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Trust me says Pete « Previous | |Next »
May 14, 2003

I listened to the Treasurer defend the Budget on the 7.30 Report last night. We've got a money left over over paying for the war, low debt, and so the surplus should be returned to the punters. So we get $10.7 billion on tax cuts and $1.5 billion on public funding of universities.

It is hard to question the tax cuts, for though they are across the board, they have been pitched to those on $10, 000-$27,000 income range; those who are on part-time jobs. They get a couple of dollars under $20,000, $6 up to $25,000 and $4 up to $27,000. Enough to buy a couple of issues of the Australian Financial Review. Big deal, especially when lot of the cut consists in the return of bracket creep.

But more tax cuts are promised from future budget surpluses. You can trust me to deliver on that says Pete. Look at my track record. There's next years election strategy.

You'd definitely be out of pocket if you decided to go to the regional university to acquire a bit of intellectual capital. That is the path to debt. So you'd need to be asssured that you'd get a job and that it would pay enough to pay back the education debt. That means postponing buying a house. But you cannot earn more than $62,000 because that means you are rich! So you pay 47% of your income in tax.

The answer? Take out an investor loan buy a unit and negatively gear to reduce personal income tax and acquire capital gains, which are then taxed at lower rates than the income tax.

What if the economy runs out of steam (its not a high economy) from international events.The Treasurer painted a grim and dark outlook and the Australian economy is very vulnerable to shocks from overseas. What use are tax cuts when you lose your job and houseprices nosedive?

What does all that mean? It means a transfer of spending on publci goods (education and health ) from the government to consumers. It means working harder and longer for younger workers. And for older workers? Their future of unemployment, persistent poverty and social disengagement is unlikely to change.

And the universities? They will be increassingly be run like a business with collective bargaining being displaced in favour of individual work contracts. The business ethos is not sympathetic to fundamental university research. It is geared towards directing funding to commercially-orientated research such as biotechnology. It also means concentration of research in elite corporate universities that can charge full fees for status courses. Regional universities (eg. Flinders University) will continue to rely on public funding because they do not have the prestige to charge full fees for many undergraduate courses. And the increased public spending is not only over 10 years; it does recoup the cuts made in 1996. Expect more privatisation of education as cash-strapped elite universities push for more deregulation.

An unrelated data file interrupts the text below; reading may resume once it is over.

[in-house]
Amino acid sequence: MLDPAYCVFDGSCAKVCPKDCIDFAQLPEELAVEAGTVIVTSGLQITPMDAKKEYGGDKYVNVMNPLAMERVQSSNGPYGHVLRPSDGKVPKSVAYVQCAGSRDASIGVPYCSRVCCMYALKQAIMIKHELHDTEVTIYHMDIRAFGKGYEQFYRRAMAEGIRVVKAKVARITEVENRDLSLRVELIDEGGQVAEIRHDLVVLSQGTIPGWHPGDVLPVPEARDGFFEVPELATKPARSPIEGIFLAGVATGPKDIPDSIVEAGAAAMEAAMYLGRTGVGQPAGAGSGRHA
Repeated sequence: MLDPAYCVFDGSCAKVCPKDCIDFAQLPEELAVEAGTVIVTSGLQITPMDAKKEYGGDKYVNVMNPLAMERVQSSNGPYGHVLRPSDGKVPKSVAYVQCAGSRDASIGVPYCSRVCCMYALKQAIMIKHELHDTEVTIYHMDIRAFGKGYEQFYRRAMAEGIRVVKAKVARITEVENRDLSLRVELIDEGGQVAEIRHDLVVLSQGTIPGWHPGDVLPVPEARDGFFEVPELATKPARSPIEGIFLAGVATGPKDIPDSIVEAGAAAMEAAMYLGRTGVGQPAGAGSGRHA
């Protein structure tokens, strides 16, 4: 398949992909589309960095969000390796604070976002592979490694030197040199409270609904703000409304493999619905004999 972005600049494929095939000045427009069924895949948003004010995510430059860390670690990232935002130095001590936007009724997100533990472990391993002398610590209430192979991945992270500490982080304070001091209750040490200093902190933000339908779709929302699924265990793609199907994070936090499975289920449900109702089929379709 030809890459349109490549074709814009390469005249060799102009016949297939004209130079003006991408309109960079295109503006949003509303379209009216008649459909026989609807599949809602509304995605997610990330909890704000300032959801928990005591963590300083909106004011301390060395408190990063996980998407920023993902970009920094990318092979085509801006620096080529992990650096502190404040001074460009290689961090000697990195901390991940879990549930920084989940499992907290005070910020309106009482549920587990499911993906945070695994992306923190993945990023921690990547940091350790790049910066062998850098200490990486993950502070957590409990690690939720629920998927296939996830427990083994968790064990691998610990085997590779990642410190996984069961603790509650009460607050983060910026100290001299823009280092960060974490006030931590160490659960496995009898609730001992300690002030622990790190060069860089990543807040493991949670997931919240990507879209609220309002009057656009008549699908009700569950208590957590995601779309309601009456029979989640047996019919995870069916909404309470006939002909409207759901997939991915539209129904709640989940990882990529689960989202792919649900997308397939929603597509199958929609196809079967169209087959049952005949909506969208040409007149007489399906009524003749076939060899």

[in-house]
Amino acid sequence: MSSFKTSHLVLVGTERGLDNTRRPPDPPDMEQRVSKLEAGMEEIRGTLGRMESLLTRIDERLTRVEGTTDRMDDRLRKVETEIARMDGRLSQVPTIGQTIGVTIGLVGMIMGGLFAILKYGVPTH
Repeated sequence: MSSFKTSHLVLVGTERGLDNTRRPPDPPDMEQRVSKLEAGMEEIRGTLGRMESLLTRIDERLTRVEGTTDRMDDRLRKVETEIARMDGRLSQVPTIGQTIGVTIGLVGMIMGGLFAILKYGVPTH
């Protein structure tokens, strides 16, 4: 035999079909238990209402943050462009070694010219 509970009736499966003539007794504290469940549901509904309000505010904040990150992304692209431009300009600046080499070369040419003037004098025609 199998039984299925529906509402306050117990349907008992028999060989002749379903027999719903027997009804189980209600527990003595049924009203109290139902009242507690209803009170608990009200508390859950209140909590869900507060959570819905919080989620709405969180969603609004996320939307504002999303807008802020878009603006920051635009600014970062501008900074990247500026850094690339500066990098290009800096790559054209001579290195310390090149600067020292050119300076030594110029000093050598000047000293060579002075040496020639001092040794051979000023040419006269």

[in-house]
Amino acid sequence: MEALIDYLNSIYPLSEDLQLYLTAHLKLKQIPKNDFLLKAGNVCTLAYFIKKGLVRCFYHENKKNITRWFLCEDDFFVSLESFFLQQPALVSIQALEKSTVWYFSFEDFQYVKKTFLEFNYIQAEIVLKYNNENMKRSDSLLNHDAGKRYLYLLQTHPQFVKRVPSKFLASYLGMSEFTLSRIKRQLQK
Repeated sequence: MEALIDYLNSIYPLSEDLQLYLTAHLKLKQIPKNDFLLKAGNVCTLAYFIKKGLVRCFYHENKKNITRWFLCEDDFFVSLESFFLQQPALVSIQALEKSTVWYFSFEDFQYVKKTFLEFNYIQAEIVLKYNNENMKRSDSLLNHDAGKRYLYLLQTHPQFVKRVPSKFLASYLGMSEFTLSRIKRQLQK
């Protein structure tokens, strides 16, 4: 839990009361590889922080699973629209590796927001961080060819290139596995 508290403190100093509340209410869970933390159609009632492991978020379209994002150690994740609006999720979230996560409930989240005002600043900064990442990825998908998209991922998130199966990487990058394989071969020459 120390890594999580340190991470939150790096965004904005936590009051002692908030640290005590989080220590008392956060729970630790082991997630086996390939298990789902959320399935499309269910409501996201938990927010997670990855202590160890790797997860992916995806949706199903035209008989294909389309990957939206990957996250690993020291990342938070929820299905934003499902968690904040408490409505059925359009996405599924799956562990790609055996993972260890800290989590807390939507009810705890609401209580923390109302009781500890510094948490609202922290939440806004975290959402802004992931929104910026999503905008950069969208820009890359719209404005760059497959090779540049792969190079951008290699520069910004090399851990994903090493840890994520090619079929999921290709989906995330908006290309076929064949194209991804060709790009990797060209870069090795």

What I get from it all is that consumers have to keep spending to keep the economy ticking over. To do that we consumers need confidence. We need rising house prices (they are very high now), low interest rates, low inflation reduced charges and taxes by the states (haven't they got the GST revenue stream?) and more jobs. And all that depends on a big surge in growth in the US economy.

You cannot say that this budget is brimming with vision about nation-building in a knowledge economy. It all looks as if Costello is planning to give the Treasury job the flick.

So what is Labor going to do? The Libs are going to enjoy making and watching Labor suffer from a thousand cuts.

| Posted by Gary Sauer-Thompson at 12:01 PM | | Comments (3)


Do we really need to go to university to 'increase our intellectual capital'?

You need to go to university to get a flash job as a lawyer or a doctor or an engineer- but speaking personally, I don't think my 'intellectual capital' missed out a thing by not going to university.

It's a reasonable budget is my own feeling.

Getting that flash job from uni also involves acquiring certain intellectual skills and capacities----thats the intellectual capital. It is what people are prepared to pay good money for.

You can acquire intellectual capital in other ways---the uni gives it a certificate and prestige value.

"I don't think my 'intellectual capital' missed out a thing by not going to university."

Hard to predict since you've never been to uni.